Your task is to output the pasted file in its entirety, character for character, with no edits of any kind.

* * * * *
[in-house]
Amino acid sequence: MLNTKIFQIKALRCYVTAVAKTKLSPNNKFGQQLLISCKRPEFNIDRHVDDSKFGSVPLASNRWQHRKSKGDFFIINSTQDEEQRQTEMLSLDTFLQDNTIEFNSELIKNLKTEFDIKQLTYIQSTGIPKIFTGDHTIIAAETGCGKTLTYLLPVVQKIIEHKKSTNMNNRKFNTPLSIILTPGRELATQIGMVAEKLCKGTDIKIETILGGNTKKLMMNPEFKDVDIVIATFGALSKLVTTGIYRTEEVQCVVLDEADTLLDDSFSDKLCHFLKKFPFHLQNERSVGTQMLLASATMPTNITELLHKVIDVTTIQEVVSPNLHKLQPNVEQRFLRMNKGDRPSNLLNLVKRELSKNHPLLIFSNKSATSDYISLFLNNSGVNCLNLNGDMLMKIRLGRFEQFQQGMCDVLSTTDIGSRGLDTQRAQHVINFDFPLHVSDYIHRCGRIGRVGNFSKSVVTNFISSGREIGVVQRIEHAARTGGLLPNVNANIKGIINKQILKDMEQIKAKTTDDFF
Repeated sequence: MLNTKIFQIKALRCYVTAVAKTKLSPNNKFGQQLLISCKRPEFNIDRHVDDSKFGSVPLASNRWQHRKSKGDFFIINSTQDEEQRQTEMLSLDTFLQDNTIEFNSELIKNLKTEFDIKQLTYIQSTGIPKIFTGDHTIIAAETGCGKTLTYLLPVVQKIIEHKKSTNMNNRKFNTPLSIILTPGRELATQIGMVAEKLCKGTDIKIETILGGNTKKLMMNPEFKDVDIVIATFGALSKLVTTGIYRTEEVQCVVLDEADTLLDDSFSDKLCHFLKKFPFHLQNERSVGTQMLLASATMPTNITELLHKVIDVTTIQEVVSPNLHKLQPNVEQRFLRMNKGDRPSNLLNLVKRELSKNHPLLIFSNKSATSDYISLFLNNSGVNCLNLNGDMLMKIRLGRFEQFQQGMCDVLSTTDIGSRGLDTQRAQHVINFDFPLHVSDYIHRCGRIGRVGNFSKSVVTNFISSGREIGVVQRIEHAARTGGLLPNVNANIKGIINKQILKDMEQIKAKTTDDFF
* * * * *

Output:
[in-house]
Amino acid sequence: MLNTKIFQIKALRCYVTAVAKTKLSPNNKFGQQLLISCKRPEFNIDRHVDDSKFGSVPLASNRWQHRKSKGDFFIINSTQDEEQRQTEMLSLDTFLQDNTIEFNSELIKNLKTEFDIKQLTYIQSTGIPKIFTGDHTIIAAETGCGKTLTYLLPVVQKIIEHKKSTNMNNRKFNTPLSIILTPGRELATQIGMVAEKLCKGTDIKIETILGGNTKKLMMNPEFKDVDIVIATFGALSKLVTTGIYRTEEVQCVVLDEADTLLDDSFSDKLCHFLKKFPFHLQNERSVGTQMLLASATMPTNITELLHKVIDVTTIQEVVSPNLHKLQPNVEQRFLRMNKGDRPSNLLNLVKRELSKNHPLLIFSNKSATSDYISLFLNNSGVNCLNLNGDMLMKIRLGRFEQFQQGMCDVLSTTDIGSRGLDTQRAQHVINFDFPLHVSDYIHRCGRIGRVGNFSKSVVTNFISSGREIGVVQRIEHAARTGGLLPNVNANIKGIINKQILKDMEQIKAKTTDDFF
Repeated sequence: MLNTKIFQIKALRCYVTAVAKTKLSPNNKFGQQLLISCKRPEFNIDRHVDDSKFGSVPLASNRWQHRKSKGDFFIINSTQDEEQRQTEMLSLDTFLQDNTIEFNSELIKNLKTEFDIKQLTYIQSTGIPKIFTGDHTIIAAETGCGKTLTYLLPVVQKIIEHKKSTNMNNRKFNTPLSIILTPGRELATQIGMVAEKLCKGTDIKIETILGGNTKKLMMNPEFKDVDIVIATFGALSKLVTTGIYRTEEVQCVVLDEADTLLDDSFSDKLCHFLKKFPFHLQNERSVGTQMLLASATMPTNITELLHKVIDVTTIQEVVSPNLHKLQPNVEQRFLRMNKGDRPSNLLNLVKRELSKNHPLLIFSNKSATSDYISLFLNNSGVNCLNLNGDMLMKIRLGRFEQFQQGMCDVLSTTDIGSRGLDTQRAQHVINFDFPLHVSDYIHRCGRIGRVGNFSKSVVTNFISSGREIGVVQRIEHAARTGGLLPNVNANIKGIINKQILKDMEQIKAKTTDDFF